A CH before the dog’s name means that the dog earned a Championship; in turn, that means that the dog won over other dogs in multiple dog shows multiple times. Each win earns points; the number of points depends on the number of dogs defeated. Titles after the name (RN, AXP, CD, etc.) are related to particular kinds of dog competition. I like to look for an obedience title like CD, CDX, or UD. It’s very challenging to get an obedience title, and to me it means that the dog is highly trainable and very focused on pleasing its person.
Looking at the pedigree some more, you can scroll down to the bottom and click on the five-generation hip pedigree. In a perfect world, both parents and their parents (and more) will have Good or Excellent hips). Personally, having had a dog with hip dysplasia, I would run screaming from any breeding where any ancestors of the dog had AFFECTED in the pedigree. But I do know some lovely healthy dogs where that’s the case, so… perhaps I’d only take the dog to the vet for x-rays very early on. Perhaps the day I picked up the puppy. Before I fell in love.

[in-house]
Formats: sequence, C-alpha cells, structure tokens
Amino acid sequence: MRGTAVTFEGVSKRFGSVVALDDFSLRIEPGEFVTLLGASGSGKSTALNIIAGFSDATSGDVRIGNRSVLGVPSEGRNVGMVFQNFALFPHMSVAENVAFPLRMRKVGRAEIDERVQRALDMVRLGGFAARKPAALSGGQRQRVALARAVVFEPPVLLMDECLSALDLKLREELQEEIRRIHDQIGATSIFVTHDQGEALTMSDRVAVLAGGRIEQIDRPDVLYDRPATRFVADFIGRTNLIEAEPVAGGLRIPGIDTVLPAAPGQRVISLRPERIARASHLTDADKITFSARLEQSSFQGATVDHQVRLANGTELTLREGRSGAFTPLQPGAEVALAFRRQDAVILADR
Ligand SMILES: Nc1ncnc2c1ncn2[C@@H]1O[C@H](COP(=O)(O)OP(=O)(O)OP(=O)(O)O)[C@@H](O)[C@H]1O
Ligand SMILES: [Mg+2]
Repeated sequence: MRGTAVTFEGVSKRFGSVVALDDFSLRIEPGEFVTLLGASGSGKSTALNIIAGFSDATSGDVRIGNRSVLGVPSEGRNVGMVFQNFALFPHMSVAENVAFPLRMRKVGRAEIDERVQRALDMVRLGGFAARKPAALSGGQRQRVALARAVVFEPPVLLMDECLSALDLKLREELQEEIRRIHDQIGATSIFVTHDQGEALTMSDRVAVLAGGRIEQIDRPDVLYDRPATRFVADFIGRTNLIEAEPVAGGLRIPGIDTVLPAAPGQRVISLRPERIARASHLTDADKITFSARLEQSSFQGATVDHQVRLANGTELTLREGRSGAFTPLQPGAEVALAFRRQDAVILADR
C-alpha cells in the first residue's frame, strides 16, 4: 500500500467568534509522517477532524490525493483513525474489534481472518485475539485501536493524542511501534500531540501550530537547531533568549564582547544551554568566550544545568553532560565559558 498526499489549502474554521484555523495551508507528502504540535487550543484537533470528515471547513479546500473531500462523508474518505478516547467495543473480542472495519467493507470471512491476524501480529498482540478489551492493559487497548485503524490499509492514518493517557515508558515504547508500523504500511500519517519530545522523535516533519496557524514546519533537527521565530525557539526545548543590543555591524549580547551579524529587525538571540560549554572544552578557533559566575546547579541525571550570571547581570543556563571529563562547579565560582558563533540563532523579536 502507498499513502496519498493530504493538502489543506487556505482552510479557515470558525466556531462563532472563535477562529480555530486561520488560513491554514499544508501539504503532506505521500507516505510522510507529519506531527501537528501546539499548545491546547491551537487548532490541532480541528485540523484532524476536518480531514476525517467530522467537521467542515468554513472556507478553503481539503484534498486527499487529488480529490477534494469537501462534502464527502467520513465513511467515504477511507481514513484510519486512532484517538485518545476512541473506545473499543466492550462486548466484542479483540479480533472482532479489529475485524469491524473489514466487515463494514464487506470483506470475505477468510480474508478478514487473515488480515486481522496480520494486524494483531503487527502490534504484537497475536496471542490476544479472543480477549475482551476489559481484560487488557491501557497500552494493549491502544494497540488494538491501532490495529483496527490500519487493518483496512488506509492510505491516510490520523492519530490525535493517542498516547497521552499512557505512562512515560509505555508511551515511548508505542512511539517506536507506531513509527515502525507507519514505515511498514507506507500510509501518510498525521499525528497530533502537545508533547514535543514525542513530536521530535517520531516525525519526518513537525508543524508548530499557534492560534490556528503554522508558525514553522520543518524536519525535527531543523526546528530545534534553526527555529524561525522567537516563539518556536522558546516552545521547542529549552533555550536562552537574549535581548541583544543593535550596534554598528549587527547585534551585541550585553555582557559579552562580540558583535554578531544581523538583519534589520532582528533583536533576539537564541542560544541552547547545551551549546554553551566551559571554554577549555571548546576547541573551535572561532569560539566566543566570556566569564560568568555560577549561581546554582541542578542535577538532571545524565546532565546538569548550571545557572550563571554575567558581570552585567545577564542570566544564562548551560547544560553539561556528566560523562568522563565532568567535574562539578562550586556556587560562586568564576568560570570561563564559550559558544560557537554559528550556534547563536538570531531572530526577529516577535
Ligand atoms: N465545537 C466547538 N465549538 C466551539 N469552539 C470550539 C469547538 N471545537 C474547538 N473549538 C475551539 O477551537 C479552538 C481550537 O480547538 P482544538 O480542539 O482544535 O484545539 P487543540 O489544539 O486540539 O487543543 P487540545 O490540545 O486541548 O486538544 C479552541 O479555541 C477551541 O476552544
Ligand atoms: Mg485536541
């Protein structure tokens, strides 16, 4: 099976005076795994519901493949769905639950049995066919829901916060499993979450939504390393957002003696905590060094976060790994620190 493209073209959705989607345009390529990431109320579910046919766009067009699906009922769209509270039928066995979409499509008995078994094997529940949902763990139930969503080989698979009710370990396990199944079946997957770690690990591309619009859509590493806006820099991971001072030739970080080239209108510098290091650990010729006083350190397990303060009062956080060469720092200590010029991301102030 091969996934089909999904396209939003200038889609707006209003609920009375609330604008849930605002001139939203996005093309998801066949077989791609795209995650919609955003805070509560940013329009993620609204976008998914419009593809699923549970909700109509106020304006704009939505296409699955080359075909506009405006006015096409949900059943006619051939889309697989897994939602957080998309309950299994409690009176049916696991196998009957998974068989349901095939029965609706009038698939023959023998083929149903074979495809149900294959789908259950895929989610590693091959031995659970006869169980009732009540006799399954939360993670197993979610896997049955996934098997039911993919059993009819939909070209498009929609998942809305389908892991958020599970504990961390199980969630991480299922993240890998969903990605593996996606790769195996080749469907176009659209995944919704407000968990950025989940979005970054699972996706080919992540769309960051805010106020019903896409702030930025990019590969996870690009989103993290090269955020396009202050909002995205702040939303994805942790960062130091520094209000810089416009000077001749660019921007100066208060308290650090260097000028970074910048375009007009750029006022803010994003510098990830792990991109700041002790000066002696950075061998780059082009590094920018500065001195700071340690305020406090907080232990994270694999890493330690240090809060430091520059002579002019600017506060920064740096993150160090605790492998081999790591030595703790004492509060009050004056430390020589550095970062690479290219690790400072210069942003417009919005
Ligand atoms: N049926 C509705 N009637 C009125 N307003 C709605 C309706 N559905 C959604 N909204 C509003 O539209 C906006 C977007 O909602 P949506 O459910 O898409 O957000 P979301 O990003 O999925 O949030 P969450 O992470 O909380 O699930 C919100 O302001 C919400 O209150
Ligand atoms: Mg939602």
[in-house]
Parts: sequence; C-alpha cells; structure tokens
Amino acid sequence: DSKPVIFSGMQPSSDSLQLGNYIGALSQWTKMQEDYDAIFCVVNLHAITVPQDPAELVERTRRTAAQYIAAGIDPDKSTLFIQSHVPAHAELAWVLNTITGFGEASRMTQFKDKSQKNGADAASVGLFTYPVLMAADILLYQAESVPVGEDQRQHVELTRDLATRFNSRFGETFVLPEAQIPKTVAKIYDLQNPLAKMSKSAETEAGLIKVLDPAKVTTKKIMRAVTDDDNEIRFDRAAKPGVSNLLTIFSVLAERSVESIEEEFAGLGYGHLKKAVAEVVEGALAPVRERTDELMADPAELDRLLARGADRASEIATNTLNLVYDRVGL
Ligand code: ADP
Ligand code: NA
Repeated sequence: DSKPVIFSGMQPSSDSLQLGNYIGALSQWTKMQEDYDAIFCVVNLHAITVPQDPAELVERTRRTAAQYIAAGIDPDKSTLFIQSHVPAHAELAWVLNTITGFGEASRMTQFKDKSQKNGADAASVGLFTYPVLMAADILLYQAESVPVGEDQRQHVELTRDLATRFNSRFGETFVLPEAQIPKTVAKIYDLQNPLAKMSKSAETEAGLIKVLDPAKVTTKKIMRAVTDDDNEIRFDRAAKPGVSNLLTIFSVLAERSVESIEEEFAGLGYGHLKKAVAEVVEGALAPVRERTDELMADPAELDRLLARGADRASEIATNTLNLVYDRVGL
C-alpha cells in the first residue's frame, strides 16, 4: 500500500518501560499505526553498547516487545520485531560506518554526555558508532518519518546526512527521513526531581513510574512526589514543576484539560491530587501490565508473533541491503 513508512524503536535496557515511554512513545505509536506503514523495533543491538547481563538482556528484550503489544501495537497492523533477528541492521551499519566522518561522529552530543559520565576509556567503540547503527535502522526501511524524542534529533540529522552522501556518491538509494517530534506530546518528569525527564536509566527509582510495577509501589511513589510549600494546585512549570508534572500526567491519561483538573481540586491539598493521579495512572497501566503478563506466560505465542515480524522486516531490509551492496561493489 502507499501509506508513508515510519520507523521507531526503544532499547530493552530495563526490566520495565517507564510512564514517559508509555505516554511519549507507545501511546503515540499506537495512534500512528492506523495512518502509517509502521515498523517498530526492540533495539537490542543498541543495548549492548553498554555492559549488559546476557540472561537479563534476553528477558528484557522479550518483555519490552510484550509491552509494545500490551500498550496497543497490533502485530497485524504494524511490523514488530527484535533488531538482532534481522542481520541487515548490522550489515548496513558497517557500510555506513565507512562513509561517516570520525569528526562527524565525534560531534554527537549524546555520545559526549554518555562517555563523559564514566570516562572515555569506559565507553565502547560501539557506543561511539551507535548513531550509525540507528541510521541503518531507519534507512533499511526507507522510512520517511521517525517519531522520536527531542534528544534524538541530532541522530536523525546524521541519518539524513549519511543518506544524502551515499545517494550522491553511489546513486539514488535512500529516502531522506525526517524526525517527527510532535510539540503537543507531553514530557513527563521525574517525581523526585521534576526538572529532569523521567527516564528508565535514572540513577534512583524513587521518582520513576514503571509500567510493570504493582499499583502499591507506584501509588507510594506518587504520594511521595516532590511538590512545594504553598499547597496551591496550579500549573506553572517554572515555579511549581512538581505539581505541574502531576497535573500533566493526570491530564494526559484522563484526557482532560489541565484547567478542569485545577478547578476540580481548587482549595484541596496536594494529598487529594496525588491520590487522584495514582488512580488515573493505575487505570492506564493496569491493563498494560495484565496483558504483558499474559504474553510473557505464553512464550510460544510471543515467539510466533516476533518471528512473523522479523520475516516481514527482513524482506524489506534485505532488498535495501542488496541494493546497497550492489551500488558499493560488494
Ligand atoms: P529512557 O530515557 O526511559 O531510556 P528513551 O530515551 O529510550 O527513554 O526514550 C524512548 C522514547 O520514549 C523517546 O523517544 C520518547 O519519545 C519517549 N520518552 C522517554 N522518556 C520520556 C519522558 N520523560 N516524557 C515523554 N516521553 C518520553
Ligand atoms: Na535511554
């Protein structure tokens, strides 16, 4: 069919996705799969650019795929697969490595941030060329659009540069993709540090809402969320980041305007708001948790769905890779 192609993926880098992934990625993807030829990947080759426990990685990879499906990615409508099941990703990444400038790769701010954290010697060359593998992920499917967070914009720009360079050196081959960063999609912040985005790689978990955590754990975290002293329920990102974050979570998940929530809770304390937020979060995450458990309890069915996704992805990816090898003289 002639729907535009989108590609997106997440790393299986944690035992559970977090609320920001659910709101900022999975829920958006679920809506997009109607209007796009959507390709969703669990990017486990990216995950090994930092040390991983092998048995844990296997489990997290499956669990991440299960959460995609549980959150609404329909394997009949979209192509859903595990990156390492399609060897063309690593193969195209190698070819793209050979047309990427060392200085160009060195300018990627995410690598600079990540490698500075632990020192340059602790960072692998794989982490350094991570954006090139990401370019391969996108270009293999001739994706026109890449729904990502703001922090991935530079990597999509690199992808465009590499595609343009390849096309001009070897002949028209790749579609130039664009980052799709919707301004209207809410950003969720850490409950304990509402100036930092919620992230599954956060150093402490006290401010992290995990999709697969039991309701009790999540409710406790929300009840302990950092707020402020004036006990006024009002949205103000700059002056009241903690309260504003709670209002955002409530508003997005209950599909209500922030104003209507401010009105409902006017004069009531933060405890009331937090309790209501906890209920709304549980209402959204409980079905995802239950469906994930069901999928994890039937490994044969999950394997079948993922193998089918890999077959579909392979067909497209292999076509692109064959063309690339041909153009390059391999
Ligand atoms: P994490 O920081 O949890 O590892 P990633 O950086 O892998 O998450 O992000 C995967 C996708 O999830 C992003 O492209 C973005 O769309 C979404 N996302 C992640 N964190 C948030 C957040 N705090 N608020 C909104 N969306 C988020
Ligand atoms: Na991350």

Now, let’s move on to a dog that I really don’t want to see in the pedigree of any dog I’m looking at, even if it’s ten or more generations back: Poodle Health Registry database. Now, I need to caution that many many dogs with genetic diseases are not listed in the PHR. Only the owner can list a dog, and the disease has to be confirmed by a vet and the vet has to sign off on the listing form. It’s not easy to get a dog listed. If you see a dog with a genetic disease listed, you can be sure that dog has the disease. If you see a dog with no diseases listed… well, that dog might or might not be healthy.